Archives for posts with tag: ebooks

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This will be the last post I write for simplybusinessresearch. For five years I have been covering topics of interest about writing, books, innovation, libraries, and business trends – a true hodgepodge! My business, Cottrill Research, has been consuming more and more of my time. There are exciting new initiatives I will be pursuing with Cottrill Research and have decided to retire simplybusinessresearch. Who knows maybe in a few years I will pick it back up, but until then, goodbye. It’s been a true joy sharing content with fellow lovers of books and innovative thought.

dpla

Digital Public Library of America

Ebook Friendly’s Piotr Kowalczyk provides an updated list of sites that offer free public domain books in electronic and audio format. Piotr writes:

Every year new publications enter public domain. That means their intellectual property rights have expired or are not applicable any longer. The content of these works becomes available for public use. Anyone is free to use it – but also to reuse it, for instance publish a new edition. Therefore you may find in major ebookstores (Kindle, Nook, Kobo, iBook Store, or Google Play Books) public domain books that are not free. My advice is that if you want to get an ebook version of a classic novel like Pride and Prejudice, you should first check out the sites listed below. Browsing the ebookstore where you have an account is a next step, if you don’t find what you’re looking for.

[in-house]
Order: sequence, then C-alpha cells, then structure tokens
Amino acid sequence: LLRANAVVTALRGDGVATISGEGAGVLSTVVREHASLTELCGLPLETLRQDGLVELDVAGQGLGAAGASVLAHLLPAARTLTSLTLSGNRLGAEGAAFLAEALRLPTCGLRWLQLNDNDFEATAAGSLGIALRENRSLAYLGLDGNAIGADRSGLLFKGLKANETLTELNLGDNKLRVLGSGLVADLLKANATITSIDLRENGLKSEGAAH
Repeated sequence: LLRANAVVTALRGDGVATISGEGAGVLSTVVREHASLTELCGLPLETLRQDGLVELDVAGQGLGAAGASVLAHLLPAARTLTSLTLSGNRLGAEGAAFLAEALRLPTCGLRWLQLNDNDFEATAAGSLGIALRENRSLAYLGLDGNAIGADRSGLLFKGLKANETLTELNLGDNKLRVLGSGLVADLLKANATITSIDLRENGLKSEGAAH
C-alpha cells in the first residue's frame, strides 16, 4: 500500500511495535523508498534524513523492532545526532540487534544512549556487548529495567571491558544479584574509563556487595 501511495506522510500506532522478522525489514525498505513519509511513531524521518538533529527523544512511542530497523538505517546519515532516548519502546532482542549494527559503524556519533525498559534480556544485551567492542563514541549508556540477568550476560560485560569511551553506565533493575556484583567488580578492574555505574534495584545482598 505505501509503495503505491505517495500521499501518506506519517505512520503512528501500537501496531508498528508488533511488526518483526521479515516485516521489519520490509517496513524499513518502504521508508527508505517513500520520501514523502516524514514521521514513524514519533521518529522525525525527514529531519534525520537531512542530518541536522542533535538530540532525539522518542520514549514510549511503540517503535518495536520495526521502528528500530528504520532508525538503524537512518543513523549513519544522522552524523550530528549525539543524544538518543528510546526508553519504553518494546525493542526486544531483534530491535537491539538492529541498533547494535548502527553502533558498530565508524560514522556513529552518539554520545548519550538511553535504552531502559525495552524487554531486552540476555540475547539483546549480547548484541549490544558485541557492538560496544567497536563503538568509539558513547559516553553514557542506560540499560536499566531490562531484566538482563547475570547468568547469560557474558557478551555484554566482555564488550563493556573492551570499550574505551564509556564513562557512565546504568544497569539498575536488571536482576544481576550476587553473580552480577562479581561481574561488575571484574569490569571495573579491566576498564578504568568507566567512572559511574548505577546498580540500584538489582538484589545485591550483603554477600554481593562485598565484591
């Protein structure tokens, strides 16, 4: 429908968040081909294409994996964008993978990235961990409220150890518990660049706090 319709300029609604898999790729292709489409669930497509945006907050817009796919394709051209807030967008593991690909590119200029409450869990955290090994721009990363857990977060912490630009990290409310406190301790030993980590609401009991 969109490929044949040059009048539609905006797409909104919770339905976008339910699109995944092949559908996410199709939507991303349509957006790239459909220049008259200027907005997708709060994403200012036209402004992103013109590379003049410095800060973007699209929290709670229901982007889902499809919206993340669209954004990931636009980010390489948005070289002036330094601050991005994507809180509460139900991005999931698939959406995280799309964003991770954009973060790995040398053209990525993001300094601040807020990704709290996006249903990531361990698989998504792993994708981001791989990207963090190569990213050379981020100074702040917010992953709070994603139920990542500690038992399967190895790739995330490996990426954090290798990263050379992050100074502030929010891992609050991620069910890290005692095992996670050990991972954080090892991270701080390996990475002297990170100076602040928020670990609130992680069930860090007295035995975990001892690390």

Here’s a sampling of sites provided:

1. Project Gutenberg – Project Gutenberg is a top destination for free ebooks on the web. It’s [the] first ebook initiative in the world, established by Michael S. Hart in 1971.

2. Europeana – Europeana offers access to millions of digitized items from European museums, libraries, and archives.

3. Digital Public Library of America – DPLA is aimed at giving universal access to digital resources of American libraries and archives.

4. Internet Archive – The website is a huge repository of text, audio and video files, including public domain titles. You can browse and read online over 5 million books and items from over 1,500 collections.

5. Open Library – The site is a project of the Internet Archive and is intended to create “one web page for every book ever published.”

into the primitive

Photo by Lou Levit via Unsplash

Association of American Publishers (AAP) StatShot Annual survey provides insight into sales and volume data collected for categories that include trade (fiction/non-fiction/religious), K-12 instructional materials, higher education course materials, university presses and professional books. Interesting highlights from the press release include: